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Gentleness

Read: Matthew 11:28-30

I am gentle and lowly in heart, and you will find rest for your souls. (v. 29)

My best friend once recounted play-wrestling with his three-year-old son. The toddler was about to pounce on his head when my friend reared up and growled. His son froze in terror. The boy then burst out laughing and continued his attack. Although he trusted his father completely, for that moment my friend’s son was aware of how powerful his father really was.

Throughout the Bible, God’s people are confronted with just how powerful God really is. God demonstrates his devastating might when his people need protection. And God exercises overwhelming judgment when his people’s sins require discipline. God is not a safe God.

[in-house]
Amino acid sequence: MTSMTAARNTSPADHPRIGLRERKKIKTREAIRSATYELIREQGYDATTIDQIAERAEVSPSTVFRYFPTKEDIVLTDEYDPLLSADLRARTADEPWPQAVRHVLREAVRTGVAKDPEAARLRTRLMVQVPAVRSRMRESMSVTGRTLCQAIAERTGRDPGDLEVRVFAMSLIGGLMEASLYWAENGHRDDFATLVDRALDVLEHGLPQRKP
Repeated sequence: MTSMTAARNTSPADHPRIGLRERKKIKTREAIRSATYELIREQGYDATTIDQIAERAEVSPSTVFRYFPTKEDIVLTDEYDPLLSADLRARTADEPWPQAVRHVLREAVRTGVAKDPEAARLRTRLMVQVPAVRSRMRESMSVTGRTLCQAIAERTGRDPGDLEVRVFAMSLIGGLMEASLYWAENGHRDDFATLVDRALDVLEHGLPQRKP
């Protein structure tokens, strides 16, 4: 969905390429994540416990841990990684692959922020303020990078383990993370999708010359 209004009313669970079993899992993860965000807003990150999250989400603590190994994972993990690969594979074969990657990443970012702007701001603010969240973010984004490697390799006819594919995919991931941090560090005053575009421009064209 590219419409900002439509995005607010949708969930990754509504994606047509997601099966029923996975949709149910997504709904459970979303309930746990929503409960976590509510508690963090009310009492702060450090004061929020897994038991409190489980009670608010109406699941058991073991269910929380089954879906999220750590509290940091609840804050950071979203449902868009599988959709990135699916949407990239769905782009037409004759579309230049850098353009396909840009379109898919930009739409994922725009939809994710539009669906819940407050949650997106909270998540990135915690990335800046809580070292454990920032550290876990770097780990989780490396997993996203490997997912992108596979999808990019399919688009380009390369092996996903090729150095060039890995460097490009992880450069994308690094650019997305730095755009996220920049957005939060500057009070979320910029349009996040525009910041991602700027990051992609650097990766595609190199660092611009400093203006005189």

It is therefore surprising that when God “became flesh and dwelt among us” (John 1:14), he described himself as “gentle and lowly.” Jesus modeled gentleness by welcoming tax collectors, embracing children, healing lepers, and forgiving sinners. Jesus had the God-given power and authority to destroy his enemies and punish evildoers. Instead, Jesus showed mercy and bore the full weight of God’s punishment himself.

When we fully appreciate Jesus’ gentleness we become gentle ourselves. Jesus had the power to punish us. Instead, he “emptied himself, by taking the form of a servant” (Phil. 2:7), and bore the weight of God’s wrath on our behalf at the cross. The Holy Spirit whispers Jesus’ gentleness into the depths of our hearts and inspires us to be gentle in response. —Ben Van Arragon

As you pray, consider the ways you might become gentle like Jesus.

About the Author

Ben Van Arragon is a pastor, husband, and father of two teenage daughters. He has served the First Christian Reformed Church of Detroit since 2008. He writes and produces video teaching on the Bible and Reformed creeds and confessions. His writing for Words of Hope includes series on Jeremiah, Exodus, and Work and Rest.